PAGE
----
Kids have too many ideas but not enough skills to express them. They have great experiences and imaginative stories to tell that are often forgotten, but writing can make these stories last. Encourage them to put their colorful tales down in black and white, as they practice how to write. Help your young writers tell their stories by following these steps.
Read stories together
Join children in reading their favorite stories, and if the book jacket contains information about the author, read it with them, too. Help them understand that this author created or adapted the story and got to decide what happened in it.
While reading, pause from time to time. Ask them to make guesses on what will happen next. Ask why they think so. These little intermissions allow you to encourage them to think about how stories work, and how readers understand a story. These are both important considerations when they need to write a story of their own.
Talk about the different parts of the story
Talk about the parts when you are done reading the story. Ask them how the story began, progressed and ended, and ask them to pinpoint the beginning, middle, and end. Ask them to describe the characters in their own words, and what they like about the characters. Let them recount where the story takes place, what problems the characters encountered, and how the problems were resolved. Ask them what they think about the ending and the connections between the ending and the beginning.
Quizzing them about the story helps them understand what makes a story. They get to realize for themselves how narrative structures work, and the parts that go into it, such as the exposition, conflict, and resolution. So, when it is their turn to write, they know how to make a similar story.
Practice with prompts
No matter how imaginative a person is, they can still hit a writer’s block. Though this is a common issue, these blocks can be prevented and cured with writing prompts.
Challenge them with scenarios or statements to kickstart their stories. A sample story starter would be “one day, I woke up and discovered that I can speak with squirrels,” and let the kids write about what happens next. Another method is to suggest a number of unrelated things — say, a lollipop, a dragon, and a swimming pool — and encourage the kids to write a story that includes all of them. You can also make them fill in worksheets to cook up their story, containing sections for the characters, setting, problem, and resolution.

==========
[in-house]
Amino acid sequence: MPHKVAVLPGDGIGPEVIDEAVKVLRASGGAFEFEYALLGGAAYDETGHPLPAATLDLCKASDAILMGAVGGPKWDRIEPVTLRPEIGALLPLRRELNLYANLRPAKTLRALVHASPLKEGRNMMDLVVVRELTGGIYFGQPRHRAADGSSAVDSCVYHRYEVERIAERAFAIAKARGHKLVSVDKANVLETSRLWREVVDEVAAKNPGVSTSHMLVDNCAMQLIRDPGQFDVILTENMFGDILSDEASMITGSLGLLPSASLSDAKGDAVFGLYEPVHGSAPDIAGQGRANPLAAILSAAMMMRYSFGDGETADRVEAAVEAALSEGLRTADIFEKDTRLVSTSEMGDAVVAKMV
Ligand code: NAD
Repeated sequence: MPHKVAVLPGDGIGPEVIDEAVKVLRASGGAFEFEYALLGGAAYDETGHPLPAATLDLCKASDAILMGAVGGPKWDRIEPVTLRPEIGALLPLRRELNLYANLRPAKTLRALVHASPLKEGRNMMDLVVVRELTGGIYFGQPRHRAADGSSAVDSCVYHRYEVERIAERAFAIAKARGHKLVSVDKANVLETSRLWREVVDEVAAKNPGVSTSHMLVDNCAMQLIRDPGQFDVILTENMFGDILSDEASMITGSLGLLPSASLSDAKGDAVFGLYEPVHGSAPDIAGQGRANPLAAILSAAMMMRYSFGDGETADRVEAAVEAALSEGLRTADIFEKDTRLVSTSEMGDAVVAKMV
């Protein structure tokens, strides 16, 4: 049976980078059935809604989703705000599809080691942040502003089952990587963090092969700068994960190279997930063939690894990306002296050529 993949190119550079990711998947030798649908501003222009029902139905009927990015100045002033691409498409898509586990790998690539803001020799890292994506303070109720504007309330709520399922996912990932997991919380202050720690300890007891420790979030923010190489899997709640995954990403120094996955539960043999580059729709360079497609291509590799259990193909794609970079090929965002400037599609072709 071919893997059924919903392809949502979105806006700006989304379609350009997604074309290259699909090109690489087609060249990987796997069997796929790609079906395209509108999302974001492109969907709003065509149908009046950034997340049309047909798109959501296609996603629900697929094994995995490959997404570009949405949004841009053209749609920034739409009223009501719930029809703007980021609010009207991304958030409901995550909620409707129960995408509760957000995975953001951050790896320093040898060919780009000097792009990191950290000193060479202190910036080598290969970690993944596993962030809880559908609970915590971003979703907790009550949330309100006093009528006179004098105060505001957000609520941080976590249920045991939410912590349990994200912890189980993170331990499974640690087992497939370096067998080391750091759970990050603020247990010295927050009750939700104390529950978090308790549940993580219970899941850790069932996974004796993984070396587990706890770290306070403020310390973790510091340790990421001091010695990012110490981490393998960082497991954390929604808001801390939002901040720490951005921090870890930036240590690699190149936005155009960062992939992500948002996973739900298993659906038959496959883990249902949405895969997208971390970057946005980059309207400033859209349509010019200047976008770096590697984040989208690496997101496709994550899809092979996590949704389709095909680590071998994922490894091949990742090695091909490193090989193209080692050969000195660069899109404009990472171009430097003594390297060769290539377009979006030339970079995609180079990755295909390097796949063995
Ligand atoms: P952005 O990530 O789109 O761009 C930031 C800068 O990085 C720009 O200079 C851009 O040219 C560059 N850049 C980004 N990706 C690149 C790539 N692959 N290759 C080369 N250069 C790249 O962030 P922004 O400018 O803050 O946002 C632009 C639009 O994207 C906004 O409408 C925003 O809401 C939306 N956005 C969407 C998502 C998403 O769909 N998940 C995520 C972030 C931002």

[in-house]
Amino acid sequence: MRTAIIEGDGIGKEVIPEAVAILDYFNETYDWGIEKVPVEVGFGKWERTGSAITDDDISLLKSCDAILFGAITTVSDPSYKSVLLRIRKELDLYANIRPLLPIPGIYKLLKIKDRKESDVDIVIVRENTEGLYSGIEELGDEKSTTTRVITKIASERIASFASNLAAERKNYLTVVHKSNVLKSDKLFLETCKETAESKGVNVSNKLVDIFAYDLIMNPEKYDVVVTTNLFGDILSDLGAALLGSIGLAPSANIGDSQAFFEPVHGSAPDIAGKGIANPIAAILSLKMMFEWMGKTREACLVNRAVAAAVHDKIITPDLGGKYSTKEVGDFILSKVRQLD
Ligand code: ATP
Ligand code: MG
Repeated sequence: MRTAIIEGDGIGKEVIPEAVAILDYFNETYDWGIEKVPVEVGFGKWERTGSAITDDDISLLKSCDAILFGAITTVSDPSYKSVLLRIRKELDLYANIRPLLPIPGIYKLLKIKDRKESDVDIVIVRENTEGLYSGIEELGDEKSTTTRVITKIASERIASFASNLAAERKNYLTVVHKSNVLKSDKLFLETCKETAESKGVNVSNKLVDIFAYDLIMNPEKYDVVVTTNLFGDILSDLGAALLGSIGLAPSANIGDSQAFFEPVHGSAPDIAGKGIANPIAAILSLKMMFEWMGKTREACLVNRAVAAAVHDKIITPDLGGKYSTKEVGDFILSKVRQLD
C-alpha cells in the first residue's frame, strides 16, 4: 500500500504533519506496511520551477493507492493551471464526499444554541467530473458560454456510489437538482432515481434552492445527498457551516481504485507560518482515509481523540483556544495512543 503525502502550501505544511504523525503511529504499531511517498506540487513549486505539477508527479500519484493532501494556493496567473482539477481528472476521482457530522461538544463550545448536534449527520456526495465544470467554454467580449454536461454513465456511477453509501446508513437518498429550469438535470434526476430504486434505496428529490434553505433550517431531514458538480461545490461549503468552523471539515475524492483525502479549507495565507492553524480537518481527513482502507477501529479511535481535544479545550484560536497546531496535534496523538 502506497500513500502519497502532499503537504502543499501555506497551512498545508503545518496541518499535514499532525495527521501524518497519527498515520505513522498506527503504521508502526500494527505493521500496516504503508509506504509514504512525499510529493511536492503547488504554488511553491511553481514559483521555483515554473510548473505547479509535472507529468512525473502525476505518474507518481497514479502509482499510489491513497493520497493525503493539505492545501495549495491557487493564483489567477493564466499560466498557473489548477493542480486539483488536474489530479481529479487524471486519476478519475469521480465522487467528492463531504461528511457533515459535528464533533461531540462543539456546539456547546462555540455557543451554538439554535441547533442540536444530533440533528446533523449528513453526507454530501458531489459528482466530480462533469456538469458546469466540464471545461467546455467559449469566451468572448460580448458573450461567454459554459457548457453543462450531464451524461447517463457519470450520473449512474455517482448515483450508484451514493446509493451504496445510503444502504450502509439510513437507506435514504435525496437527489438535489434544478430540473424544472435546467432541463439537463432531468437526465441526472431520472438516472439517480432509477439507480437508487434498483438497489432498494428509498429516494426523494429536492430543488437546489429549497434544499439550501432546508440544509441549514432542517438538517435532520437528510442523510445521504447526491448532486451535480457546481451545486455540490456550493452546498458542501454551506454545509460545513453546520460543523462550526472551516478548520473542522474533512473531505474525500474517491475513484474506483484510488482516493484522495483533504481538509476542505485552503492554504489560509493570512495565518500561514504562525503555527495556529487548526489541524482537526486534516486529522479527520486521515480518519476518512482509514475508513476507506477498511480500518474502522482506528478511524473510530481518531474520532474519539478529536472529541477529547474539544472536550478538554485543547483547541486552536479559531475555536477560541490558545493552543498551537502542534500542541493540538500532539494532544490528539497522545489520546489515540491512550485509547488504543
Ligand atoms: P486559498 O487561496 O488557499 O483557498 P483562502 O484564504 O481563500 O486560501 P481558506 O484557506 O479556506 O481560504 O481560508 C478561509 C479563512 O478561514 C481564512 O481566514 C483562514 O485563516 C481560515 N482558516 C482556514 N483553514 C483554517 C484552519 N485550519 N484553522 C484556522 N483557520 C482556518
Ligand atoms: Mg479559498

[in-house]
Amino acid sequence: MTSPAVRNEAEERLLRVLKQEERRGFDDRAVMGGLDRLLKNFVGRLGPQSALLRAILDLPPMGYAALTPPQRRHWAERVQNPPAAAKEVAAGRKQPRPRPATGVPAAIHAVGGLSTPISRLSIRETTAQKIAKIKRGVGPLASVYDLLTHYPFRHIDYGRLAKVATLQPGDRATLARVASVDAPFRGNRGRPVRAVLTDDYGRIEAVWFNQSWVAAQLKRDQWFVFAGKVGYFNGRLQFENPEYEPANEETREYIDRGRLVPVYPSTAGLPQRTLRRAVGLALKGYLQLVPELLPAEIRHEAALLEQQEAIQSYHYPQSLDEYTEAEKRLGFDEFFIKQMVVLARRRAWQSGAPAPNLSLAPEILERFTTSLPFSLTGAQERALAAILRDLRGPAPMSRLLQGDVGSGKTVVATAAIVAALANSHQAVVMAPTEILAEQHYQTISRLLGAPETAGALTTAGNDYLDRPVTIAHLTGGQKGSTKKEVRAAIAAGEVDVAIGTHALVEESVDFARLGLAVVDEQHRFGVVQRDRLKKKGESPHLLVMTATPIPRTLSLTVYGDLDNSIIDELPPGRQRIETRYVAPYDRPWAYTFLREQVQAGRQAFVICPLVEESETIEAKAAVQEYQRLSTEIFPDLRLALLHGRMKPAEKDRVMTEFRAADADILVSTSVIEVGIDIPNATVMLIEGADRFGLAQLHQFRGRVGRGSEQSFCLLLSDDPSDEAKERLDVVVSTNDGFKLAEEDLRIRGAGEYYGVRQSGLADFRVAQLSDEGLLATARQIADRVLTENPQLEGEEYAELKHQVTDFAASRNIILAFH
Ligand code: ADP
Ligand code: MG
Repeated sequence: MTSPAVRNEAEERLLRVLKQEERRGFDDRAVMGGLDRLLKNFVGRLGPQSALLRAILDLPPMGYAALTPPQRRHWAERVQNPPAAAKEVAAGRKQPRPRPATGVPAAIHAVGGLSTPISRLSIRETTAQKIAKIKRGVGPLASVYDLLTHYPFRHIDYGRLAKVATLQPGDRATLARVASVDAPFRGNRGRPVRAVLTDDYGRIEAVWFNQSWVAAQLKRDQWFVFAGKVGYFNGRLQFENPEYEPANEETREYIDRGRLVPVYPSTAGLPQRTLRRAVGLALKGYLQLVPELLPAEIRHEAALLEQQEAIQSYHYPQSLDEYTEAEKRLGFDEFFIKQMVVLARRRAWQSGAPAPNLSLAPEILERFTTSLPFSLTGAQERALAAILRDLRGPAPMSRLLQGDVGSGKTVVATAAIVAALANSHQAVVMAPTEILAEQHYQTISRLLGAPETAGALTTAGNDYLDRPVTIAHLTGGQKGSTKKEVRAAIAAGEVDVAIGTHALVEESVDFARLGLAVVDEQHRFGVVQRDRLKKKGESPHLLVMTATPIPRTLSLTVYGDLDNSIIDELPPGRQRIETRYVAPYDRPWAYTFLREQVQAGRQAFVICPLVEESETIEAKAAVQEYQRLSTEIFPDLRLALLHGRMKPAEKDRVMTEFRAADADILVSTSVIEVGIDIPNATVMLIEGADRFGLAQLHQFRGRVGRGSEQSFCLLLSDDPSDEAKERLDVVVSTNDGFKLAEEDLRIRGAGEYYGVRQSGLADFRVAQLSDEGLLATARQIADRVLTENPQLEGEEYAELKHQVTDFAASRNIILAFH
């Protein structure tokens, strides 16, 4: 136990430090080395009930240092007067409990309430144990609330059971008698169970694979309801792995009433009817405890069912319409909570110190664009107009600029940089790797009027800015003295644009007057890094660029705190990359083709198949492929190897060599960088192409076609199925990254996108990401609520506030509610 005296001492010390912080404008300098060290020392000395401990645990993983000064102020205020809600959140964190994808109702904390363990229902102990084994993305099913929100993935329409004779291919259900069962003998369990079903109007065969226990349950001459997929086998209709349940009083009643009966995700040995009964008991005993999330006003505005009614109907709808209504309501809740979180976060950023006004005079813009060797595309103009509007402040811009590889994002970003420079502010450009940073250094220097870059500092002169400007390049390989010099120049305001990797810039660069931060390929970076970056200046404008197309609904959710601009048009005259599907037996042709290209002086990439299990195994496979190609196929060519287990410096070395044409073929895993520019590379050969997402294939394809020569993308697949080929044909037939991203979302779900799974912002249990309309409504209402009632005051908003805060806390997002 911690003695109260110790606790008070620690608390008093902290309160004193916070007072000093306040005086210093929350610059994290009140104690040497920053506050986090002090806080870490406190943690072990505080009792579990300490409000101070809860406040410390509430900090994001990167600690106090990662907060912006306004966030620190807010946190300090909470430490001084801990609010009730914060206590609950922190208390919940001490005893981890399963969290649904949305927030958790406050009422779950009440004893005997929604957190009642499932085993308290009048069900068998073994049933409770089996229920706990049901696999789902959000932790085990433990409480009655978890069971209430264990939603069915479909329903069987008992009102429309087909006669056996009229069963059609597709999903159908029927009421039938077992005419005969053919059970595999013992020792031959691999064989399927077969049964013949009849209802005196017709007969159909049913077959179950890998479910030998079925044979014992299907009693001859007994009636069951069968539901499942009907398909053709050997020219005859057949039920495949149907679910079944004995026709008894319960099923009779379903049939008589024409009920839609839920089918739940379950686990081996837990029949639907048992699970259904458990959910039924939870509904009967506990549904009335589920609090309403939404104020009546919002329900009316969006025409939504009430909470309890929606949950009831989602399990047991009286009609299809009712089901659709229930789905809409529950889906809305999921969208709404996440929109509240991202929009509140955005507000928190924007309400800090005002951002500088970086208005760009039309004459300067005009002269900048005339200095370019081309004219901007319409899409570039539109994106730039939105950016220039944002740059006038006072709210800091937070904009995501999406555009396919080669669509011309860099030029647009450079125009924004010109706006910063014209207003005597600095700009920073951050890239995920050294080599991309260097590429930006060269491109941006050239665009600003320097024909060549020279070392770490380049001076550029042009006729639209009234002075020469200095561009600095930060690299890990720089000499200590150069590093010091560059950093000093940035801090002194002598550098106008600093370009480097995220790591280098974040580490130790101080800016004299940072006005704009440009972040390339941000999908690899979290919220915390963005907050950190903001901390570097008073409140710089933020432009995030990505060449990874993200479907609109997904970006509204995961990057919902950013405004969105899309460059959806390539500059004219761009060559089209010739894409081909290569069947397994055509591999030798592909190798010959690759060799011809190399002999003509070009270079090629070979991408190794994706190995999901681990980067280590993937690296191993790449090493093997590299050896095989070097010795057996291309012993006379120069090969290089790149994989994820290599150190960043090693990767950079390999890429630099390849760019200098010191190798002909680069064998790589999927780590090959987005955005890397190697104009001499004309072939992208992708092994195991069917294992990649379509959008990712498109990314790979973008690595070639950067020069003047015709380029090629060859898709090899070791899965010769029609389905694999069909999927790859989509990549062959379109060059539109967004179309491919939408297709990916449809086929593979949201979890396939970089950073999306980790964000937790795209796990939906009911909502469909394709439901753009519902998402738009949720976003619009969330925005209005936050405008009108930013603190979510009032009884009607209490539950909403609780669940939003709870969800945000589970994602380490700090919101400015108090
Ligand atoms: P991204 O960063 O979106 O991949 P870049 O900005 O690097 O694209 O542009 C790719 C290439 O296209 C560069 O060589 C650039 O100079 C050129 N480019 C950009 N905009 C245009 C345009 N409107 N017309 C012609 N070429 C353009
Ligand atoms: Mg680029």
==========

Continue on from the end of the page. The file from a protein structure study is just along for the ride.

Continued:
A picture paints a thousand words, and sometimes, the best way to get a young writer writing is to have them draw pictures about their story. Their drawings can serve as storyboards ton put a story in order, like a comic strip. Make them draw a series of pictures portraying events of their story and then ask them to arrange the pictures in order. Talk about whether the order makes sense, and if they think it is the best for the narrative. Should they have second thoughts, they can move the drawings around to paint the bigger picture for their final story.
Once they have decided on a final order, ask the kids to write several sentences or a paragraph for each picture to tell that specific scenario. Then, ask them to read you the entire story, while stopping to ask about the different parts. Have them write the connections between each part (e.g. how the characters moved around, and how much time has passed), and have them fill in details or information that could improve the story. Afterwards, make them re-read it, make any changes they want, read it again, and repeat until they are satisfied.
Writing is a basic skill, but it can be so much more for kids. Through their pencils, the worlds in their small heads spill out onto their paper, and into our own. By helping them write their wonderful stories, we also help the children etch their own wonderful future.